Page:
Dyson has indicated it is making a “big bet” on producing robots capable of doing household chores by 2030, as it appears to go beyond the vacuum cleaners, fans and dryers that make its founder one of the wealthiest. British businessmen made.
The company, founded by billionaire Sir James Dyson, released photos Wednesday of robotic arms used in domestic settings, including cleaning furniture, a claw that picks up dishes and a hand-like machine that picks up a teddy bear.
While that may not sound like great feats, robots still struggle with many actions that represent simple tasks for humans, such as grabbing fragile objects or dealing with unfamiliar obstacles. Solving these and other problems could create new markets for the company.
Dyson aims to build the UK’s largest robotics research center at its Hullavington Airfield site, close to its design center in Malmesbury, Wiltshire. However, other recruits will also be based in a lab in London and Singapore.
James Dyson, who has a net worth of £23 billion, according to the Sunday Times, has controversially moved the company’s headquarters to Singapore in early 2019, despite championing the prospects of Britain’s manufacturing industry after Brexit, which he prominently supported. .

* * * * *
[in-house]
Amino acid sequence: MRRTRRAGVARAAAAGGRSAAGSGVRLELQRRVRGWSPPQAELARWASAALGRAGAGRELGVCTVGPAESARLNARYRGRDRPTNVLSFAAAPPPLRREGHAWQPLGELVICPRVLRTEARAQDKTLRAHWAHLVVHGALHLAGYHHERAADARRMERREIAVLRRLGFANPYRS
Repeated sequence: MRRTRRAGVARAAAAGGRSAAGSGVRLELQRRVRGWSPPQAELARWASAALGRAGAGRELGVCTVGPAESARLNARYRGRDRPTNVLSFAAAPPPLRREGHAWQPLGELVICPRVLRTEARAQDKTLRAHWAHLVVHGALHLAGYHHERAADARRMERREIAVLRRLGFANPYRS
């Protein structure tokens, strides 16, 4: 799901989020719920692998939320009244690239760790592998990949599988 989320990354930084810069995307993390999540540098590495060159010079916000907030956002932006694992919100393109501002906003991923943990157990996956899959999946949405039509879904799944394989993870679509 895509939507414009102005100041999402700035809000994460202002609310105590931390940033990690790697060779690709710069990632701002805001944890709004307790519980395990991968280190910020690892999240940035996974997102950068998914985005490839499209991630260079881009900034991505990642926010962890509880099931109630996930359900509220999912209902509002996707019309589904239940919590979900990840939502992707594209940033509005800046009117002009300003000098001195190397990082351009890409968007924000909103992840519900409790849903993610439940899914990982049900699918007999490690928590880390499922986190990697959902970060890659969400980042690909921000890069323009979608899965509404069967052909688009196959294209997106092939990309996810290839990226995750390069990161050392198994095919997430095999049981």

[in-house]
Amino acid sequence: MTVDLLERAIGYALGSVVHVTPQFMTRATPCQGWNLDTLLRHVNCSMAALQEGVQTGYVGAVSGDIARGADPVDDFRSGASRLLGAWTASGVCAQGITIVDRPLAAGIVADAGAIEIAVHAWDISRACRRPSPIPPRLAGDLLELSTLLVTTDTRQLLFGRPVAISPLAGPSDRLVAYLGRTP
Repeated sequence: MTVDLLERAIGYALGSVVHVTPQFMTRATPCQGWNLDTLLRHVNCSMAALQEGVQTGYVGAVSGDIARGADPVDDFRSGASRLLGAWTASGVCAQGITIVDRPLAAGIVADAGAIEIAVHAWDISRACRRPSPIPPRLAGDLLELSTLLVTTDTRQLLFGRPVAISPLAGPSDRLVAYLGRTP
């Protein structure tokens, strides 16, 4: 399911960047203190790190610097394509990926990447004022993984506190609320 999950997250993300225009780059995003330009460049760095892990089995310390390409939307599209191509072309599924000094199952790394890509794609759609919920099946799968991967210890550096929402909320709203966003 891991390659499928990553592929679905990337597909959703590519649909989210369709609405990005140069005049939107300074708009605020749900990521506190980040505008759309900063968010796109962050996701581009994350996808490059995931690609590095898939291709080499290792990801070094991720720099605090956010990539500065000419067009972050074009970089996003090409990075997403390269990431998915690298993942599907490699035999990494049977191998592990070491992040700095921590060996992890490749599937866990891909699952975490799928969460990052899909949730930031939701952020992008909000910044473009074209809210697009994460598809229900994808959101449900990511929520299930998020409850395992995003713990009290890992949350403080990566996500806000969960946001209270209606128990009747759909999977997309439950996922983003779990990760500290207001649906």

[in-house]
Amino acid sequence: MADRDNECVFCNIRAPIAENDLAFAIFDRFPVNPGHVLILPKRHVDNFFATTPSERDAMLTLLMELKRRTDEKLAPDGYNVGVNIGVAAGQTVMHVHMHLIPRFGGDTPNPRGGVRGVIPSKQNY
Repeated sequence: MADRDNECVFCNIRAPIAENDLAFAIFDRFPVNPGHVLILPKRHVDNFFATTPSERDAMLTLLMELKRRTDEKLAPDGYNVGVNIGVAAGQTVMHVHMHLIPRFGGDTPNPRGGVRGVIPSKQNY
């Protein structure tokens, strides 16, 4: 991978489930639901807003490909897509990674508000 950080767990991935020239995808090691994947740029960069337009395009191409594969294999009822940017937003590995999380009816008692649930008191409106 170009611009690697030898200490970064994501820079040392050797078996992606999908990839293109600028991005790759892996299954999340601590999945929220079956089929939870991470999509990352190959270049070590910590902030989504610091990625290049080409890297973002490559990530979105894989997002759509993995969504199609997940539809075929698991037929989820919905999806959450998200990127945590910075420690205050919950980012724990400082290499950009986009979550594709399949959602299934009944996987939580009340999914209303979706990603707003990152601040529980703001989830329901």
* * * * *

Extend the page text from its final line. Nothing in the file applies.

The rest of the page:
The Hullavington site was planned as an electric car development site. While it was initially believed that his car could be Dyson’s next big product, the effort was halted at the prototype stage due to concerns over profitability.
Dyson, which had a turnover of £6bn and profit before various costs of £1.5bn in 2021, had said it would spend £2.75bn from 2020 to 2025 – including £600m this year – on new products. and launch research technologies, including robotics and batteries.
Dyson announced at the International Conference on Robotics and Automation in Philadelphia that 2,000 people will participate by 2022, half of them engineers, scientists and programmers.
It said it plans to hire an additional 700 robotics engineers in areas such as computer vision, machine learning, sensors and mechatronics over the next five years.
Robots are widely used in controlled situations, such as on production lines in factories, but have yet to make a significant breakthrough in homes beyond the niche but growing market for robotic vacuum cleaners.
Dyson has launched several robotic vacuum cleaners in the past, although the best-sellers remain cordless handheld models.
Jake Dyson, the founder’s son who now works as the company’s chief engineer, said: “This is a ‘big bet’ on future robotic technology that will drive research across Dyson, in areas such as mechanical engineering, vision systems, machine learning. and energy storage.”